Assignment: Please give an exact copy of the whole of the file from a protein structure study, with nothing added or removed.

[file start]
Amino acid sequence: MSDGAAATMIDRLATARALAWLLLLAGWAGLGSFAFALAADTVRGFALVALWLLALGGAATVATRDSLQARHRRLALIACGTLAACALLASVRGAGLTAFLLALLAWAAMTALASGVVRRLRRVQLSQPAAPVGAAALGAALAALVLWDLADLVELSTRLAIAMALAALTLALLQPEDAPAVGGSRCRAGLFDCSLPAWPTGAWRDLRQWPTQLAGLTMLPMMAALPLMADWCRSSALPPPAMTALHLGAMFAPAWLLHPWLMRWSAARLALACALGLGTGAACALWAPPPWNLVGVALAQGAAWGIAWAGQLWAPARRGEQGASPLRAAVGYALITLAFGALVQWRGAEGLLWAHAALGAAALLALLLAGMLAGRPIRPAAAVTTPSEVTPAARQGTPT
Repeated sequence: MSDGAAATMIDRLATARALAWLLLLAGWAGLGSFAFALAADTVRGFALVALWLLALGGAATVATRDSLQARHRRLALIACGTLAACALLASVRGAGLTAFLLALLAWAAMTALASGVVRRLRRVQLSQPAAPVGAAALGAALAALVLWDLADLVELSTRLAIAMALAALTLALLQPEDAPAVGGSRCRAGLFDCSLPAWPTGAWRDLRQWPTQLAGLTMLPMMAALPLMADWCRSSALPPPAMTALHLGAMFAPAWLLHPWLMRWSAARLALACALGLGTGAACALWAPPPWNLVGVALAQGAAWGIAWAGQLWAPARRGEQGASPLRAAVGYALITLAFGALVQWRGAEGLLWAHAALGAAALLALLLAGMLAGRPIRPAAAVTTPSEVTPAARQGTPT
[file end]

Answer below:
Amino acid sequence: MSDGAAATMIDRLATARALAWLLLLAGWAGLGSFAFALAADTVRGFALVALWLLALGGAATVATRDSLQARHRRLALIACGTLAACALLASVRGAGLTAFLLALLAWAAMTALASGVVRRLRRVQLSQPAAPVGAAALGAALAALVLWDLADLVELSTRLAIAMALAALTLALLQPEDAPAVGGSRCRAGLFDCSLPAWPTGAWRDLRQWPTQLAGLTMLPMMAALPLMADWCRSSALPPPAMTALHLGAMFAPAWLLHPWLMRWSAARLALACALGLGTGAACALWAPPPWNLVGVALAQGAAWGIAWAGQLWAPARRGEQGASPLRAAVGYALITLAFGALVQWRGAEGLLWAHAALGAAALLALLLAGMLAGRPIRPAAAVTTPSEVTPAARQGTPT
Repeated sequence: MSDGAAATMIDRLATARALAWLLLLAGWAGLGSFAFALAADTVRGFALVALWLLALGGAATVATRDSLQARHRRLALIACGTLAACALLASVRGAGLTAFLLALLAWAAMTALASGVVRRLRRVQLSQPAAPVGAAALGAALAALVLWDLADLVELSTRLAIAMALAALTLALLQPEDAPAVGGSRCRAGLFDCSLPAWPTGAWRDLRQWPTQLAGLTMLPMMAALPLMADWCRSSALPPPAMTALHLGAMFAPAWLLHPWLMRWSAARLALACALGLGTGAACALWAPPPWNLVGVALAQGAAWGIAWAGQLWAPARRGEQGASPLRAAVGYALITLAFGALVQWRGAEGLLWAHAALGAAALLALLLAGMLAGRPIRPAAAVTTPSEVTPAARQGTPT